Te Pou Theatre is a kaupapa Māori driven one-of-a-kind performing arts centre in West Auckland. Photo/ Supplied
A new $3 million, one-of-a-kind purpose-built Māori performing arts venue has opened in West Auckland, with a mauri ceremony and kapa haka from former national champions, Te Roopu Manutaki,
Te Pou Theatre is kaupapa Māori driven and will provide a performance and rehearsal space for indigenous creative artists.
One of the first such venues worldwide, organisers say it will be the home of Māori theatre in Auckland.
Around 200 people weathered the rain this morning to support the traditional dawn ceremony celebrating the opening of the new $3 million facility.
Enthusiasts of stage and screen including Jennifer Te Atamira Ward-Lealand, Dr Hinemoa Elder, Te Rauhiringa Brown, Maaka Pohatu and Jarod Rawiri, were joined by MP Kelvin Davis.
“We know everybody may not want to be an accountant or a lawyer. A place like Te Pou gives an opportunity for our people to follow in their heart’s desire.” Davis said.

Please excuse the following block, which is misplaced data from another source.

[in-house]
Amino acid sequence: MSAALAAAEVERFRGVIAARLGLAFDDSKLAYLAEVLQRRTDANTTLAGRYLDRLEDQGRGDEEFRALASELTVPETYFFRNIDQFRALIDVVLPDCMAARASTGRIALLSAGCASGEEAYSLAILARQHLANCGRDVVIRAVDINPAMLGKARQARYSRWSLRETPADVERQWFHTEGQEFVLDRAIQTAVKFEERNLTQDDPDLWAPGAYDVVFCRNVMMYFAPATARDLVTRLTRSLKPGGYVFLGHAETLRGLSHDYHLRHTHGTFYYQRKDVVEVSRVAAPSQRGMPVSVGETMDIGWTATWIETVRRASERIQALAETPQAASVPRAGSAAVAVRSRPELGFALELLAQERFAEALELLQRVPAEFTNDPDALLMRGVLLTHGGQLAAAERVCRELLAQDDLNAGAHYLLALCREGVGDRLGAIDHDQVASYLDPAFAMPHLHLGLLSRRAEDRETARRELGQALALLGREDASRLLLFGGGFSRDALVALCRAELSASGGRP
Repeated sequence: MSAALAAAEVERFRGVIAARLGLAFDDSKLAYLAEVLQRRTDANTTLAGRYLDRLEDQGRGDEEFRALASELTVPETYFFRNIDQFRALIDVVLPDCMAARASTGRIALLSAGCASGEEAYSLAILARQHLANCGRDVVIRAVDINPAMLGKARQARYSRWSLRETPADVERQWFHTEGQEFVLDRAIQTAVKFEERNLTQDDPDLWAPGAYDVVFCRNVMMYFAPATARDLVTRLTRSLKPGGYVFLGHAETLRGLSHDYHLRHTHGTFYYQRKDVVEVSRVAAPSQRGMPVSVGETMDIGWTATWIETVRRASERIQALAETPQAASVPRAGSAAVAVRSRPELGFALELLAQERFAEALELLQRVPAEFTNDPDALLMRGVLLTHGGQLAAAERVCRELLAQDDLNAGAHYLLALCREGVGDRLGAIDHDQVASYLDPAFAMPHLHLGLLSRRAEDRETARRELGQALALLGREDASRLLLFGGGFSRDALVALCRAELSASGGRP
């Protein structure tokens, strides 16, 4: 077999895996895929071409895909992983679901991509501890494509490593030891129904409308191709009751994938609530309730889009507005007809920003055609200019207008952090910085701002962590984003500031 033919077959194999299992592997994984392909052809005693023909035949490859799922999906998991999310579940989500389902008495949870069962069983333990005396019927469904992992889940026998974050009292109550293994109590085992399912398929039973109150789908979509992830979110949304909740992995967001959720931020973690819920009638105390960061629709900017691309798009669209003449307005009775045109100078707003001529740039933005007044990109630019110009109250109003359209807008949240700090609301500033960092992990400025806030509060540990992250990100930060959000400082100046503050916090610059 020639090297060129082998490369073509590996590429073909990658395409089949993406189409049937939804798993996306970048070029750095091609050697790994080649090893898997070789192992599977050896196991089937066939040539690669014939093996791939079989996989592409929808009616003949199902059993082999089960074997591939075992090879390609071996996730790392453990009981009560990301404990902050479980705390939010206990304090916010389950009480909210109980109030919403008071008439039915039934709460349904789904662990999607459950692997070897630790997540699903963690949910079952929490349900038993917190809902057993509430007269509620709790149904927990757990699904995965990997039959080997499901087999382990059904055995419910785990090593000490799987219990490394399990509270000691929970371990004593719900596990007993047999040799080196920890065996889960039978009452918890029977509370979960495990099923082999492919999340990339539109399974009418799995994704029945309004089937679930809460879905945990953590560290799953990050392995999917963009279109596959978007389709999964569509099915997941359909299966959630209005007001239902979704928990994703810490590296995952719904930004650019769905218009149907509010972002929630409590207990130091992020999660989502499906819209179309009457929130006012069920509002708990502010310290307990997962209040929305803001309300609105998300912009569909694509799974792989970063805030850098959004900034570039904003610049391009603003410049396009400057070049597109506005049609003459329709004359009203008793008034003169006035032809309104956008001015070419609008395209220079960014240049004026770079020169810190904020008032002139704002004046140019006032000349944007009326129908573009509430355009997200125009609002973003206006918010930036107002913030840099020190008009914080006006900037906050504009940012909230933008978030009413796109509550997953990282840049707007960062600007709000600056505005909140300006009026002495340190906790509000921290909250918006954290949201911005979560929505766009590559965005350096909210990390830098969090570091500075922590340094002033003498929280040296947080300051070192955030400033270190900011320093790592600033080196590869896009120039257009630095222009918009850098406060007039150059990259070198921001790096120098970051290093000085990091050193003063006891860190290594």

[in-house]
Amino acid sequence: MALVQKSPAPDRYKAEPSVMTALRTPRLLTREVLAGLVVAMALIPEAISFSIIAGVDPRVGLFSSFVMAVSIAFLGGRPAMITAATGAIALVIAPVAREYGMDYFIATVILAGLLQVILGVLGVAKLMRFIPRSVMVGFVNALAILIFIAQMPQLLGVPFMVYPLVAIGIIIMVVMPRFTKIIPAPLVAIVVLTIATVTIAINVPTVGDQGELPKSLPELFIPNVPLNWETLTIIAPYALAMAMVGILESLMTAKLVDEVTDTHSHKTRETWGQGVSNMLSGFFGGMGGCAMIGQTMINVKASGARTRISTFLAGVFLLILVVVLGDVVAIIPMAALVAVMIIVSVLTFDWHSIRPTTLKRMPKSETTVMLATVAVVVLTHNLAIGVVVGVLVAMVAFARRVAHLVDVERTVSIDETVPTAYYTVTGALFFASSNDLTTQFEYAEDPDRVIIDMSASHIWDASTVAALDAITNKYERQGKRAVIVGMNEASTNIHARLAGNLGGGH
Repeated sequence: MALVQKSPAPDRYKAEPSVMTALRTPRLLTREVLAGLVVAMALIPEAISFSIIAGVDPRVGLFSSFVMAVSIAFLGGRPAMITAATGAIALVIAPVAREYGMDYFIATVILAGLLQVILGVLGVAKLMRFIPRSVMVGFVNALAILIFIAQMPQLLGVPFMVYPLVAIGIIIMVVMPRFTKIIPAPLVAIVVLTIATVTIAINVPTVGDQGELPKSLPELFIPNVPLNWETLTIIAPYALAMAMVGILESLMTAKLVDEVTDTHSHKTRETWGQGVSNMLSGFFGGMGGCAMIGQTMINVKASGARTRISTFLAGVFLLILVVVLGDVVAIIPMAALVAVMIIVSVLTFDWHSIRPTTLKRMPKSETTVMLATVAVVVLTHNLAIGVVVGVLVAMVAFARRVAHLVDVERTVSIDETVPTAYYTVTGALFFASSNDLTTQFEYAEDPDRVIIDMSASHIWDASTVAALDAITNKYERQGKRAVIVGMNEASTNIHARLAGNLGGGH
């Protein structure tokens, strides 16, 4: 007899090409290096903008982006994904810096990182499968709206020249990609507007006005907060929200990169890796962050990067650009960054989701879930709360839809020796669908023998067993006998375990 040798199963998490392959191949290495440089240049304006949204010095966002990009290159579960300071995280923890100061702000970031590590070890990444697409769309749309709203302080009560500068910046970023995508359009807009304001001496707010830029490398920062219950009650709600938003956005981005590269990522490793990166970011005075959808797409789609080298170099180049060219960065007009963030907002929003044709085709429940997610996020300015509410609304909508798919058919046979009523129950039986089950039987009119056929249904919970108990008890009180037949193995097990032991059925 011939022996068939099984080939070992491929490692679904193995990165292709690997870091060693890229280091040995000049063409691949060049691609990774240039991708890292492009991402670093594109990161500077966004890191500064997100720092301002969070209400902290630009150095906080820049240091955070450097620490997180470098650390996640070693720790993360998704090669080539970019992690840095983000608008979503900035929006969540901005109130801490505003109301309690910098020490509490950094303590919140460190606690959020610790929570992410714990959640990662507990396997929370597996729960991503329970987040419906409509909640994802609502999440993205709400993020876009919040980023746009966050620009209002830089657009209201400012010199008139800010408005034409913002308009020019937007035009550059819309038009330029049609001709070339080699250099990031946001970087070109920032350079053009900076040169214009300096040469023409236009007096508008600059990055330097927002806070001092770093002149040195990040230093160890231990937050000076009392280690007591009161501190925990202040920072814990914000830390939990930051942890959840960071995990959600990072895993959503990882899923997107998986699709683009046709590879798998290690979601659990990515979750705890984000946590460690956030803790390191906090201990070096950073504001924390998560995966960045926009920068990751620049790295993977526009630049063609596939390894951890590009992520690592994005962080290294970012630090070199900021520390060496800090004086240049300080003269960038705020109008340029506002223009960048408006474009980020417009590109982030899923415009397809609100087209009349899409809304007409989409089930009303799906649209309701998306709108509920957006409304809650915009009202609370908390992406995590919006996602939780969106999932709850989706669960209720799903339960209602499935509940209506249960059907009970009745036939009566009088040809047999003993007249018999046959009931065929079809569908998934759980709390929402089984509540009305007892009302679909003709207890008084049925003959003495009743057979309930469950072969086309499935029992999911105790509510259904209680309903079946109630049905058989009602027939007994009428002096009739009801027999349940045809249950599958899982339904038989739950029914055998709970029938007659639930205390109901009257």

Te Pou Theatre was established in 2015 initially in Auckland’s New Lynn before moving to its current location at the Corban Estate Arts Centre in Henderson.
More than 13 organisations donated funds and resources including Ngā Mātārae, Auckland Council. Foundation North, Lottery Community Facilities, The Trusts Community Foundation, and Manatū Taonga Regional Cultural and Heritage Fund.
"It’s so important to have a place to stand, a place where you are not the other and where the whare runs on values that make sense to your culture,” Co-founder, Amber Curreen says.
“Te Pou is a place of belonging for the Māori community where our people feel like it’s their kind of place, which is so often the case with venues.”
The first play to be performed at Te Pou is Hemo is Home, a comedy about a young child’s relationship with his dead relatives at an urupā (cemetery).